Organising builds collective power, where we all move forward together, and it creates the kind of social capital that helps communities withstand events that might otherwise divide people into hostile ‘camps’. And effective organising is inherently relational, meaning that someone who is an opponent today can be an ally tomorrow, because every interaction is a chance to build ties and not treat it as a one-shot game. 

There is plenty of debate about whether organising has to be depolarising in intent, but little argument that it is depolarising in its effect. Investment in organising is, therefore, one of the best ways to deny the culture war peddlers the fight they want and to focus on weaving belonging and solidarity into the fabric of our common life instead.

The point here is that we need to build power through solidarity, it won’t just emerge on its own. NEON takes the approach that all work must be centred in anti-oppressive practice. Through continually engaging and consulting with their communities and through reflective practice they look to understand power within the movements they support and use that to ensure accountability to the diverse interests that make up movements for justice. For them, building diverse leadership power in communities that are often excluded and marginalised is the work.  

Getting this right will mean thinking deeply about building power among people whose identities currently keep them far from it. We need to think deliberately how to make activist spaces more racially diverse, consider how we are building the power of people with disabilities, those who are migrants and refugees and those who are LGBTQI+. We must also consider how class shapes campaigning spaces and how to make room for and resource more working-class leadership in our movements. 

The message and the messenger 

Not unrelated to the dilemma about audience segmentation is one about the message that we share on our issues and the messengers we ask to spread those ideas. Models of community organising are built on the premise of listening, but lots of the campaigning resources that have been historically developed are based on the premise of telling. A key dilemma is about how organisations and movements can change from their current approaches, which often work effectively with fundraising, to one which reaches new audiences strategic to change. When interviewing the New Economics Foundation, they shared their model of ‘persuasive conversations’ that they have been developing as part of their Great Homes Upgrade campaign. These conversations are built on the premise of deep listening and reflecting to help move someone from their starting position round to one that is in support of your campaign aims over the course of a slightly longer conversation. Likewise, the Aid Alliance’s Power Postcodes organisers have adapted the ‘deep canvassing’ methodology from Californian LGBTQI+ campaigners in order to have depolarised conversations about international issues. They meet people where they are and use coaching techniques to build trust by looking for the merit in objections.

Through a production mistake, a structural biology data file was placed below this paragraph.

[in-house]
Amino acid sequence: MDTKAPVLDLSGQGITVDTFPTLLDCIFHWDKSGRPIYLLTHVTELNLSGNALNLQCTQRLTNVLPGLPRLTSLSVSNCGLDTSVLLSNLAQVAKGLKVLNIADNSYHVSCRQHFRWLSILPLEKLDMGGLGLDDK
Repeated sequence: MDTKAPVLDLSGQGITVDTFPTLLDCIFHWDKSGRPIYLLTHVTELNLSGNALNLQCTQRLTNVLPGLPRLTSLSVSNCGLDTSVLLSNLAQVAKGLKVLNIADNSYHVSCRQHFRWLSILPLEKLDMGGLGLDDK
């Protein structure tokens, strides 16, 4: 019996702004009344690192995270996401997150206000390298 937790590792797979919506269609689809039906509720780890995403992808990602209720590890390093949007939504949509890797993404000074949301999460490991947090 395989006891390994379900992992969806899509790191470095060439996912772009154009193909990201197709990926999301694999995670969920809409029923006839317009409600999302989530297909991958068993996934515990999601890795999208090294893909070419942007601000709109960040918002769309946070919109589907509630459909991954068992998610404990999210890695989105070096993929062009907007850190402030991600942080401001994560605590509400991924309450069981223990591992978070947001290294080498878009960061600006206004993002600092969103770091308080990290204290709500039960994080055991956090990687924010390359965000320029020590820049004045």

Not every local power building effort will be based on deep listening methodologies, however. Some organisations will still have to do a lot of ‘telling’, not least as they will want to acquire new supporters for fundraising. This work too could be improved by more joint work. Despite huge investment in researching ‘frames’ and developing ‘narratives’, much of civil society still isn’t investing in ‘routes to market’ to ensure those stories are heard, nor in shared evaluation about which stories work (and who they work with). There may be benefit in funders and strategists collaborating to evaluate organising and storytelling efforts so that successes can be scaled fast and failures identified early (and openly).